Guy-Marcel Lilavois Jr Professor Hendricks ENC 1101, Composition 1 14 November 2011 Outline INTRODUCTION Thesis Statement: Although Down syndrome is used as a general term, several forms of this syndrome exist. I. Diagnosis A. Discovery B. Cause II. Types A. Trisomy 21 B. Translocation C. Mosaicism III. Expectations From Therapy CONCLUSION Down syndrome Lot’s of people fail to realize that several forms of Down syndrome exist. “Down syndrome is a set of mental and physical symptoms that result from having an extra copy of Chromosome” (NICHD).
According to Merriam-Webster’s Dictionary, “a congenital condition characterized by moderate to severe mental retardation, slanting eyes, a broad short skull; broad hands with short fingers, and trisomy of the human chromosome numbered 21 —called also Down’s syndrome”. A piece of art, in Aachen, Germany around 1505, seems to portray a person with Down syndrome characteristics. However, it wasn’t until 1866 when “Dr. John Langdon Down, an English doctor working in Surrey, first described the characteristic features of the syndrome” (Selikowitz 26) hence the name Down syndrome.
In 1959, Dr. Jerome Lejeune and some colleagues of his showed that “Down syndrome was associated with an extra chromosome” (Selikowitz 26). When a baby is diagnosed with Down syndrome it means that the “baby has a genetic condition resulting from the presence of one extra chromosome in some or all of his or her millions of cells” (Skallerup 2). “This additional chromosome, because of the genes it contains, causes an excessive amount of certain proteins to be formed in the cell” (Selikowitz 33).
So, a person without Down syndrome is born with 2 sets of the 21st chromosomes while one born with Down syndrome has 3 sets of the 21st causing him or her to have 47 chromosomes instead of the normal 46. Three different types of Down syndrome exist: Trisomy 21 found in 95% of cases, Translocation found in 4% of cases, and Mosaicism found in 1% of cases. Children, with the Trisomy 21 type, have “an extra whole chromosome 21 in every cell of the body…. It results from one of the parents giving two number 21 chromosomes, rather than the usual one, to the child through the egg or sperm” (Selikowitz 37).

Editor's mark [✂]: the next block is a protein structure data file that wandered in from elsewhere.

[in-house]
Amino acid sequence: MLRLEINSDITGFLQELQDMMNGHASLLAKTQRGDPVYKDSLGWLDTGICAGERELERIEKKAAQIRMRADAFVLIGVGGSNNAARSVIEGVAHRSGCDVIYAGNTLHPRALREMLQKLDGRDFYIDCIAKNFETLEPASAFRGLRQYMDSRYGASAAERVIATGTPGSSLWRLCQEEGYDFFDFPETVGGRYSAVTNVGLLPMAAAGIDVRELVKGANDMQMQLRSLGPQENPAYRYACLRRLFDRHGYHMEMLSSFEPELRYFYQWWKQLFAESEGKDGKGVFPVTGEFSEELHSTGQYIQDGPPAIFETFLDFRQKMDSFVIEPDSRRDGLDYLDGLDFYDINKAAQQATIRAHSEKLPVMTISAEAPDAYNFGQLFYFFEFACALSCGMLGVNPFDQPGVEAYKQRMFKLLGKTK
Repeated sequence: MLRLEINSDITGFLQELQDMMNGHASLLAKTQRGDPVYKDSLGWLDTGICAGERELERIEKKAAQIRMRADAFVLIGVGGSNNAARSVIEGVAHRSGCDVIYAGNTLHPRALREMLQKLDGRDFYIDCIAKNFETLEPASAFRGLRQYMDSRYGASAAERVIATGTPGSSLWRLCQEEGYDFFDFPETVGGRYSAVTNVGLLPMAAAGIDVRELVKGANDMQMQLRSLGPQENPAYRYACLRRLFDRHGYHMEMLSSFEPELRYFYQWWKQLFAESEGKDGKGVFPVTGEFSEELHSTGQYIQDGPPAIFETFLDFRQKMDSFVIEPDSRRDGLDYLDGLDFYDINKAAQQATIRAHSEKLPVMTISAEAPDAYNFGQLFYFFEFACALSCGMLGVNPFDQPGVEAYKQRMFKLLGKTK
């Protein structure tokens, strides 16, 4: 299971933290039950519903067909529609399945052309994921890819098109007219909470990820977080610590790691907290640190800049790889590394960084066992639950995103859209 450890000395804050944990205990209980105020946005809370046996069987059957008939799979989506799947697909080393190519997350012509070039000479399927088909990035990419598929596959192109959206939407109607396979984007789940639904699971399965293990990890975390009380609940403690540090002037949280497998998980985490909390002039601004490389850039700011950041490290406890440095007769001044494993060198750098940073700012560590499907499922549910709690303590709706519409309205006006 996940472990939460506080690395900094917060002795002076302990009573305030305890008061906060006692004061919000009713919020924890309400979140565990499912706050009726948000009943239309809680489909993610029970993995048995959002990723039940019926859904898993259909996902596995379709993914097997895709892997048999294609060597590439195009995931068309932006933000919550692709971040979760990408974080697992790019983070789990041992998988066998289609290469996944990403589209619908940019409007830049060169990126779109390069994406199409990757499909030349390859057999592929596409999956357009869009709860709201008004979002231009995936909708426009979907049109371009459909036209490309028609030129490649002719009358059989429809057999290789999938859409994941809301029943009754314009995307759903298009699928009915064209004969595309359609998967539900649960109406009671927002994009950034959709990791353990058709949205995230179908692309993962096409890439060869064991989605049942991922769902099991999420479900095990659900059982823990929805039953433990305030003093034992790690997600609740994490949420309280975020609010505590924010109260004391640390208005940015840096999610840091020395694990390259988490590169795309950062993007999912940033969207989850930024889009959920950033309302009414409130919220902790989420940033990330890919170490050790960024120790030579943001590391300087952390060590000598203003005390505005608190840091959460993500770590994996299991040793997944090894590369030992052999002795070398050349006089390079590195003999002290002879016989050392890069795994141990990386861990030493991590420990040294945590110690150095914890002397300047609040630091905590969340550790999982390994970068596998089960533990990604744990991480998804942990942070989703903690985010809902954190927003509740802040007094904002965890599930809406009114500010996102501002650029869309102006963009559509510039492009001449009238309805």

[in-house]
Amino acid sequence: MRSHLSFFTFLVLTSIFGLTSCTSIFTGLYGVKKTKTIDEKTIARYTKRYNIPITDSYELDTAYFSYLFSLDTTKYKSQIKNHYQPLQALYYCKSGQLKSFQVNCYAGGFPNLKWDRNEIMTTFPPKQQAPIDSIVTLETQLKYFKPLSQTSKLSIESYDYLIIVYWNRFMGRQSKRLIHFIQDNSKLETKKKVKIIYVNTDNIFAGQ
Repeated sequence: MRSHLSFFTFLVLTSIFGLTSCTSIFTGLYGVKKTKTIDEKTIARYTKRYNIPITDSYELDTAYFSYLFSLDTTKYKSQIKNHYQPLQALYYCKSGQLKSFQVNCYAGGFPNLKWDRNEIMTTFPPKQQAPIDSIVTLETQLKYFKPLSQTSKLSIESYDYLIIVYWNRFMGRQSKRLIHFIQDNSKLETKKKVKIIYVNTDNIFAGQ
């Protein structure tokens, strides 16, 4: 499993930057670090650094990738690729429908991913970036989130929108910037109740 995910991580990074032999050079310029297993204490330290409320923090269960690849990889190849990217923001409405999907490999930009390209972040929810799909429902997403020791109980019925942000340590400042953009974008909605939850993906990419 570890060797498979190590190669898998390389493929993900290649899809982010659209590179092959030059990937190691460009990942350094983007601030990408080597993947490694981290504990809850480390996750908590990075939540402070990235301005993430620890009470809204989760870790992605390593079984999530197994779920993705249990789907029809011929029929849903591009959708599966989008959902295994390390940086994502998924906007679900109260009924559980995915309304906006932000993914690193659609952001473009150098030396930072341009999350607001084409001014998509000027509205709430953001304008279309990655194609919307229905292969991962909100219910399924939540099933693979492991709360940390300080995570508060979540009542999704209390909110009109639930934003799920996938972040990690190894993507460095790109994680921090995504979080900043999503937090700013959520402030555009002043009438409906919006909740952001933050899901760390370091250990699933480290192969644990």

Parental age may play part for this type. The next one, Translocation, is caused by “the presence of an extra part, rather than the whole, of chromosome 21” (Selikowitz 39). This happens when “the small top portions of chromosome 21 and another chromosome break off, and the two remaining portions stick to one another at their exposed ends” (Selikowitz 39). So far, the cause for this particular type is unknown but it seems like parental age wouldn’t be a contributor. Finally, we have left the least common of the three types, “Mosaicism”.
With this type, there is “an extra whole chromosome 21 in only a proportion of their body cells. The rest of their cells are normal”. This term is used because “the cells of their body are like a mosaic made up of different pieces, some normal and some with the extra chromosome” (Selikowitz 41). “Intervening early in a child’s life to encourage growth and development” (Skallerup 200) is very important when he or she is diagnosed with Down syndrome. Early intervention programs in the U. S. are available “based on diagnosis alone” (Skallerup 200).
So “when faced with new tasks, individuals with Down syndrome may benefit most from a more implicit and repetitive approach” s (Mosse, Emma et al. 1150). Available with the early intervention program are occupational, physical, and speech therapy. Out of the 3 forms of therapy, speech is most common because “many children with Down syndrome will have delayed speech” (Skallerup 201). According to the journal, Language Skills of Children and Adolescents with Down Syndrome, “A distinction is often drawn between exical and syntactical components of receptive language in Down syndrome, with superior comprehension of vocabulary relative to syntax” (Chapman, et al. 1138). People with Down syndrome may exhibit the same characteristics but not all of them develop the same way, and a lot of that has to do with the different types of Down syndrome that exist. With the proper care and therapy catered to each individual’s circumstance, a person with Down syndrome may experience a much more fulfilling life than previously expected.
Works Cited Chapman, R. , S. E. Schwartz, and E. Kay-Raining Bird. Language Skills of Children and Adolescents with Down Syndrome. I. Comprehension. Journal of Speech and Hearing Research, 34, (1991): 1106-1120. Web. 12 Nov. 2011. s “Down syndrome. ” Merrian-Webster Dictionary App ed. 2011. I-Touch. “Down Syndrome. ” NICHD – The Eunice Kennedy Shriver National Institute of Child Health and Human Development Official Home Page, n. d. Web. 12 Nov. 2011. Mosse, Emma K. Christopher Jarrold, and Karla McGregor. “Evidence For Preserved Novel Word Learning In Down Syndrome Suggests Multiple Routes To Vocabulary Acquisition. ” Journal of Speech, Language ; Hearing Research 54. 4 (2011): 1137-1152. Academic Search Premier. Web. 12 Nov. 2011. Selikowitz, Mark. Down Syndrome. New York: Oxford University Press Inc. , 2008. Print Skallerup, Susan J. Babies with Down Syndrome-A New Parent’s Guide. Maryland: Woodbine House, Inc. , 2008. Print